• Route: Unassigned
  • Ride Year: 2024
  • Hometown: The Woodlands, TX

About: Hi! I am so happy that you are here! Thank you for checking out my page <3

My name is Sarah Winnier, and I am so excited to be a part of this amazing team! I am a second year studying Computational Biology. I am also pursuing the Elements of Computing and the Scientific Computation and Data Analysis certificates. I frequently get asked what all of these things mean, so to summarize I am interested in the application of technologies in biological problems. Upon graduation, I hope to attend graduate school and continue my research in computational biology to obtain a PhD. Following this, I will either work in academia to continue my research or go into the biotechnology industry.

Outside of Texas 4000- I am a Texas Tour Guide, Freshman Interest Group Mentor, Research Assistant, Peer Lab Mentor, and a Kappa Delta! A common theme within all my activities is mentorship. Throughout my time in high school and college thus far, I have been fortunate to have met many people that inspire and encourage me to fearlessly follow my crazy endeavors! If it weren’t for these people, I may have never applied to amazing opportunities like Texas 4000. Through my different positions on campus, I hope to be the person that helps others succeed in all their passions!

If I am not doing one of the activities above, you can probably find me outside exploring different parts of Austin! I love to run, hike, and paddleboard around the nature trails and Lady Bird Lake. I am also a BIG foodie- I am frequently trying new restaurants and coffee shops all around the city. I have grown to love Austin over my two years living here, and I am so grateful to go to a university in such a cool area!! Hook ‘em!

Why I Ride

I ride for the hope that one day no one will know someone with cancer. I ride for the individuals that face cancer alone. I ride for the families and friends who mourn and celebrate as their loved one goes through treatment. I ride for the scientists and health professionals who dedicate their life towards finding the next therapy. I ride for Noah Bratsch, Alissa Alcala, Uncle Bruce, Elsie Trammel Sharpe, Richard (Dick) Russell, Donna Mather, and so many more.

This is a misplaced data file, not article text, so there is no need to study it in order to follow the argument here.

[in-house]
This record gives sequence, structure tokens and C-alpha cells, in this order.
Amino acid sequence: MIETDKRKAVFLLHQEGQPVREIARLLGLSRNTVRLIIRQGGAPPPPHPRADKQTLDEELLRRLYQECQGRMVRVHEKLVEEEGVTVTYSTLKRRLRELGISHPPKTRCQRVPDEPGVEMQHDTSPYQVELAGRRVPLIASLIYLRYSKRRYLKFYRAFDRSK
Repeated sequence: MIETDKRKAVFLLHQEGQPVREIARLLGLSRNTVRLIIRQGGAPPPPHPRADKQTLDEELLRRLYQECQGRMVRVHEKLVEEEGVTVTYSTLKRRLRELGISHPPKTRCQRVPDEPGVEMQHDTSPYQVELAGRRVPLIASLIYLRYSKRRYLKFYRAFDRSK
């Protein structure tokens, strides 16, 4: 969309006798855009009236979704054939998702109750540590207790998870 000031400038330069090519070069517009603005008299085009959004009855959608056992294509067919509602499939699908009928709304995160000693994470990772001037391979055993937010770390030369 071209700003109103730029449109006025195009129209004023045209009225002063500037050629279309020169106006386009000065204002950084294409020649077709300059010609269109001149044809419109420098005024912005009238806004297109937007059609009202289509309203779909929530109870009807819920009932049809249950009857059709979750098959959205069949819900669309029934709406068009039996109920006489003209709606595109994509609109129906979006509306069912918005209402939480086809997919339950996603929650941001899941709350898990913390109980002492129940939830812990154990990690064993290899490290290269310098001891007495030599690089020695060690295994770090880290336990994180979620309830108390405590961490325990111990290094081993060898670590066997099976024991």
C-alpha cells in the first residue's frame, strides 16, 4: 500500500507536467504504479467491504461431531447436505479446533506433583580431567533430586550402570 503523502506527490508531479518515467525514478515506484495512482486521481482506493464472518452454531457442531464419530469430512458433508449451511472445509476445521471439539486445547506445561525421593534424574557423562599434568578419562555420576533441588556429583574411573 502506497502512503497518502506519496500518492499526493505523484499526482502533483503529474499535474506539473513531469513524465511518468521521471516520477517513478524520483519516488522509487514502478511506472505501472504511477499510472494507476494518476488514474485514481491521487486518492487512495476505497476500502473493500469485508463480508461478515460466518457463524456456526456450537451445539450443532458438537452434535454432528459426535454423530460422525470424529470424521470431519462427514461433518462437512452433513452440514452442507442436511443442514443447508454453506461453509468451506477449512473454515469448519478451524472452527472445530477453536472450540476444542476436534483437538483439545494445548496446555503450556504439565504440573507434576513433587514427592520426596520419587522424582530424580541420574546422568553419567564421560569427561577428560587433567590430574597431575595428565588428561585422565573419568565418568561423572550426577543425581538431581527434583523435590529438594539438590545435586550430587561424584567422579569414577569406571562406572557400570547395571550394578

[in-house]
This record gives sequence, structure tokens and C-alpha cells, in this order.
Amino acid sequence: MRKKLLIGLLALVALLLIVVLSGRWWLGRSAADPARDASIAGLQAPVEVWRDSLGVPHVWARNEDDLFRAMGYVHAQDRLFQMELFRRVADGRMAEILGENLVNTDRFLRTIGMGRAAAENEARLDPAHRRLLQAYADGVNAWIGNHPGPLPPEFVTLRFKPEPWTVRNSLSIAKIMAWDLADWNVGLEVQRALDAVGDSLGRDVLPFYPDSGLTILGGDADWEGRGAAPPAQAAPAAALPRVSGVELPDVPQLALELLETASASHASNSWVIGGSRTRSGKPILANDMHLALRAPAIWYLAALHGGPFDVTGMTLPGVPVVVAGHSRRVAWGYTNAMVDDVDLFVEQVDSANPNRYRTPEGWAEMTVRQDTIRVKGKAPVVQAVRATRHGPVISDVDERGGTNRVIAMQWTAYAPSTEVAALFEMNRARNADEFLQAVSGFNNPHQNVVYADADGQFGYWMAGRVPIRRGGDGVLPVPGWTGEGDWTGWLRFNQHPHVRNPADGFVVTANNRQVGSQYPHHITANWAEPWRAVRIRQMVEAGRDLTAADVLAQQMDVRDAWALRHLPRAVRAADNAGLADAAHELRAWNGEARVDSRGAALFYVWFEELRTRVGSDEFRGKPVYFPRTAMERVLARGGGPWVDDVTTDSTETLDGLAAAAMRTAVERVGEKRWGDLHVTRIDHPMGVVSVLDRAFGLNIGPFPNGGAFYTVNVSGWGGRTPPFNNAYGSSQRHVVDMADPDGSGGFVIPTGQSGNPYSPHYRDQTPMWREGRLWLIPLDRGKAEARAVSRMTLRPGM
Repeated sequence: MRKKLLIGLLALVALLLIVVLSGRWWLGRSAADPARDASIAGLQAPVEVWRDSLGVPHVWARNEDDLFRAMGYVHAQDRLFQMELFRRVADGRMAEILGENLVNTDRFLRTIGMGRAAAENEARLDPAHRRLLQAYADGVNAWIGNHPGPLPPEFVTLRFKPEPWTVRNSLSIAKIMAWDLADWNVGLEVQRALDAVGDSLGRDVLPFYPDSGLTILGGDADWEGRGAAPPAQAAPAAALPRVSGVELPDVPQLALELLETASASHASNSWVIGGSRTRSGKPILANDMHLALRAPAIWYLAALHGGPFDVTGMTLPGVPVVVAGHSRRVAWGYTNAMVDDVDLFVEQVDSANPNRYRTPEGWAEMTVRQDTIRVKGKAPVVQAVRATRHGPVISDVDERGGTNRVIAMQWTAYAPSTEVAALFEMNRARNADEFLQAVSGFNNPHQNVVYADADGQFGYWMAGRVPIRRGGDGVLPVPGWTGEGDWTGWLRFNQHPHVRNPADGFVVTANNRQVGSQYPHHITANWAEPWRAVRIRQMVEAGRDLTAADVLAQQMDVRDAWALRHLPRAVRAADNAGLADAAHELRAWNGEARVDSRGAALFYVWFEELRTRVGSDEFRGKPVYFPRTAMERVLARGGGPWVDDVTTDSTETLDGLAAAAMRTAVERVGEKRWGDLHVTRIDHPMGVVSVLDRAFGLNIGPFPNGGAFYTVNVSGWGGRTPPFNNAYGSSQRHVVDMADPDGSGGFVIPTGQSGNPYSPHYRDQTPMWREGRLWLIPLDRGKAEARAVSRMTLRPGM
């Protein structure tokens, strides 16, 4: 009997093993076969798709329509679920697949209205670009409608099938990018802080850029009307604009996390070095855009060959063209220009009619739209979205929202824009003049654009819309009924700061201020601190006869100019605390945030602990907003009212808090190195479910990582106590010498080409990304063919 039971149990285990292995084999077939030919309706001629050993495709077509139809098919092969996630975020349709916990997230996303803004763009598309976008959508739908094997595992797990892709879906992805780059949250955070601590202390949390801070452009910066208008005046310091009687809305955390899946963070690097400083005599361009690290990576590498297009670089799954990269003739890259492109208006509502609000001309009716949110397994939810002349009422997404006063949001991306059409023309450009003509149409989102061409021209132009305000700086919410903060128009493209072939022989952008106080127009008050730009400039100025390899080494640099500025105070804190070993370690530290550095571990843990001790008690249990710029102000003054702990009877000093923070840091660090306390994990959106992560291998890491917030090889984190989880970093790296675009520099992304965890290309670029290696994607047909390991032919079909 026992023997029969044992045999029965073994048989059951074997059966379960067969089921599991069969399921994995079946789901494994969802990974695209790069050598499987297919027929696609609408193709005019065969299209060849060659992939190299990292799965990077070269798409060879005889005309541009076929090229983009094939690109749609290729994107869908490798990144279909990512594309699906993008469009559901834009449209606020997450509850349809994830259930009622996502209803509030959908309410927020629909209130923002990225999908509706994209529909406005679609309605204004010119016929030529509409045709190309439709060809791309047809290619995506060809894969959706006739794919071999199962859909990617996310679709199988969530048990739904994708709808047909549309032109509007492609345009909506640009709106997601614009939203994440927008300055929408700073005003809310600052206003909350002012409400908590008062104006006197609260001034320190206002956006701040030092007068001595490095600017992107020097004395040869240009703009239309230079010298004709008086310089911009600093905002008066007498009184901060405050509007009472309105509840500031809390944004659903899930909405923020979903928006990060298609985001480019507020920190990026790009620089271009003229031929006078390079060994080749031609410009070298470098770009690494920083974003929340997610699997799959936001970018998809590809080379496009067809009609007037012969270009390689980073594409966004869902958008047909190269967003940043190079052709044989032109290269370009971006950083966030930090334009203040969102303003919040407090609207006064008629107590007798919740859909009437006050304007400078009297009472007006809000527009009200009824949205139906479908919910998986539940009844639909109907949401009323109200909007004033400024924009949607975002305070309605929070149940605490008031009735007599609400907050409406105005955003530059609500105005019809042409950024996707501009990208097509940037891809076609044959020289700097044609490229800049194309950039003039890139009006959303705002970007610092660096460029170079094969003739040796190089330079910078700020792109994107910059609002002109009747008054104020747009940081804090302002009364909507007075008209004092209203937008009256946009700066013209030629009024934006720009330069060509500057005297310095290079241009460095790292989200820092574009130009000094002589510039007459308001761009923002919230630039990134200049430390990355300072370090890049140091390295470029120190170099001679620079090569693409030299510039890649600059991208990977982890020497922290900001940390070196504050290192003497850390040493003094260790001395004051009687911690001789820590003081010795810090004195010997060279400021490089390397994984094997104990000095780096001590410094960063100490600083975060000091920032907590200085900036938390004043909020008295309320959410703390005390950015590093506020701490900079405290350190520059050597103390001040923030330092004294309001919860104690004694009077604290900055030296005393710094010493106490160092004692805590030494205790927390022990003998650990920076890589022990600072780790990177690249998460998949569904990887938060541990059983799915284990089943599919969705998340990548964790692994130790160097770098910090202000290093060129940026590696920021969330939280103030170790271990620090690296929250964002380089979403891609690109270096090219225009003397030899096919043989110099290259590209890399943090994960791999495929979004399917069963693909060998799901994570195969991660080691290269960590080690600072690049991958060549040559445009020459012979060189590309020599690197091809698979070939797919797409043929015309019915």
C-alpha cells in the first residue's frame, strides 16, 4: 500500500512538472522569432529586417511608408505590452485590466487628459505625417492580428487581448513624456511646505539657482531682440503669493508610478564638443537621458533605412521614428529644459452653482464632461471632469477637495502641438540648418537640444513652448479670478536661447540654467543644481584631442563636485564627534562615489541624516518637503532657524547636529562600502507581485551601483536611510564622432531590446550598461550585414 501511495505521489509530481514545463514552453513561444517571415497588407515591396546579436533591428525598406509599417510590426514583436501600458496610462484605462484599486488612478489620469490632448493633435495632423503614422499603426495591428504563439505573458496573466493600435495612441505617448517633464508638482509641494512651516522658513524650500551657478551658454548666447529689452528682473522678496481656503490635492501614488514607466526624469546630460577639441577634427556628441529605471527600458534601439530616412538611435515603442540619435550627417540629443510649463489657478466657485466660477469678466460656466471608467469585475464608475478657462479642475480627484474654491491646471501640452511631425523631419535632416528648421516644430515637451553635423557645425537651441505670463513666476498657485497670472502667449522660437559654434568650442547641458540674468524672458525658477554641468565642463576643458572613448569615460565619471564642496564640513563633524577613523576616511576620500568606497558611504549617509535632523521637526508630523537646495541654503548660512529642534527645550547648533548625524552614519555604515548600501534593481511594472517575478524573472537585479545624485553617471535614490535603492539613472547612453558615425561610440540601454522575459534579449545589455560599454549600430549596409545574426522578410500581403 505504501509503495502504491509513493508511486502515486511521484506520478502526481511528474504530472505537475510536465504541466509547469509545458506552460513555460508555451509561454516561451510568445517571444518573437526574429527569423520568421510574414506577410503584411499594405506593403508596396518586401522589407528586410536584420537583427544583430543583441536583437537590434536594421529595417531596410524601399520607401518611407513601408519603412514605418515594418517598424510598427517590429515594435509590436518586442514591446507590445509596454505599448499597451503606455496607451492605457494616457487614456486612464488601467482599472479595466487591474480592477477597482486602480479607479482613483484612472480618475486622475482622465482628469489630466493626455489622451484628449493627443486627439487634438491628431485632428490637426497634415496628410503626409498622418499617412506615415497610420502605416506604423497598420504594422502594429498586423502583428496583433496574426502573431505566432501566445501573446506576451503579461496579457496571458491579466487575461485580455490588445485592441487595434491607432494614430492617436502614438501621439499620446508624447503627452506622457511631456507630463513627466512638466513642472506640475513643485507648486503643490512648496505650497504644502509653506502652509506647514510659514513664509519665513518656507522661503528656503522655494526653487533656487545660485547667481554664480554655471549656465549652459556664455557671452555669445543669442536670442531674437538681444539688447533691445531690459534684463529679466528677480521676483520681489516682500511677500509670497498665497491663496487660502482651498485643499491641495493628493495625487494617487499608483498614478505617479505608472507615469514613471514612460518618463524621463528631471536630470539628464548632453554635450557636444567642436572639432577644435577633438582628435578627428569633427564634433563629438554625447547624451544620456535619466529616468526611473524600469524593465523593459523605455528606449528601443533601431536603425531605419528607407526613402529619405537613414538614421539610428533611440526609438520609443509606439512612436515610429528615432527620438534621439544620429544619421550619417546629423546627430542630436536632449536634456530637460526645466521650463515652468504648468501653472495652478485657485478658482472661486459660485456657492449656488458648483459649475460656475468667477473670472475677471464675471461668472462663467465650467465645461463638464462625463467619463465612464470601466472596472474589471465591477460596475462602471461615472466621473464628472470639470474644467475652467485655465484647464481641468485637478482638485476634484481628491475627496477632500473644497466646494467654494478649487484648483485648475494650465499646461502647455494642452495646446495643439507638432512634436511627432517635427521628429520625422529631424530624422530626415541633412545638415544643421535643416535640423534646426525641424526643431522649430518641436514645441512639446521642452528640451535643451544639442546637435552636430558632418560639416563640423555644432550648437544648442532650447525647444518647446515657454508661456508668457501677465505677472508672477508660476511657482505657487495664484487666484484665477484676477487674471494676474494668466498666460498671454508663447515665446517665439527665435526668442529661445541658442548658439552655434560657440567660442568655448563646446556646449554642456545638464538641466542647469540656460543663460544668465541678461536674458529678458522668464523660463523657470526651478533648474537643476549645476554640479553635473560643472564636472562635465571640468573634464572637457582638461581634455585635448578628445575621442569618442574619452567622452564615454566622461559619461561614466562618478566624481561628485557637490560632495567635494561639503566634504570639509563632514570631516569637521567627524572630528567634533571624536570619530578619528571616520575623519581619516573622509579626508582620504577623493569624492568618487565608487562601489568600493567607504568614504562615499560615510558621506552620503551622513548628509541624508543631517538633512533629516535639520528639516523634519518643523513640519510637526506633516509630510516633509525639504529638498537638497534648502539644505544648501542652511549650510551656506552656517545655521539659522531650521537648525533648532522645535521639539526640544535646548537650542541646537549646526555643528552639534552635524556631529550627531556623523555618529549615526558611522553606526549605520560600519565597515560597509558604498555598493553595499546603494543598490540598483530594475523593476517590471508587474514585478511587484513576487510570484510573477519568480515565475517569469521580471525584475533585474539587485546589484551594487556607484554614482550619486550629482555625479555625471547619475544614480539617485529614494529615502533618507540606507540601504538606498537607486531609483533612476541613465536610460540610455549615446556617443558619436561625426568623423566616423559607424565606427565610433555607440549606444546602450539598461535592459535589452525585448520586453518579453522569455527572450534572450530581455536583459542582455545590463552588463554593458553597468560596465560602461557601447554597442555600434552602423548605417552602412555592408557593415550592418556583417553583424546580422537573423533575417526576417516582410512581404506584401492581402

Many of my childhood memories are tied to long days of playing tag and drawing with chalk in the cul-de-sac with the neighbor kids. My memory blurs most of the carefree moments from that time, but one moment I will never forget. It was when my friend, Noah stopped joining us outside. I soon learned that he was diagnosed with Leukemia. This meant I only got to see him from safe distances a few times a month. I saw, firsthand, how the blood transfusions and chemotherapy affected Noah and his family. After a few years and many prayers, Noah was in remission. I witnessed the relief within his family and our whole neighborhood. I was so excited he could finally join us when we all played after school. I understood, at a later age, that a large part of Noah’s success was attributed to the Leukemia and Lymphoma Society (LLS). He was able to get the best treatment available because of the money LLS puts into research for clinical trials. I want to be a part of the Texas 4000, so I can be part of the reason that someone else beats cancer like Noah did. By joining this organization, my goal is to inform people of the impact that donations towards nonprofits like LLS have. I want to ride for Noah, so everyone can have a story just like his.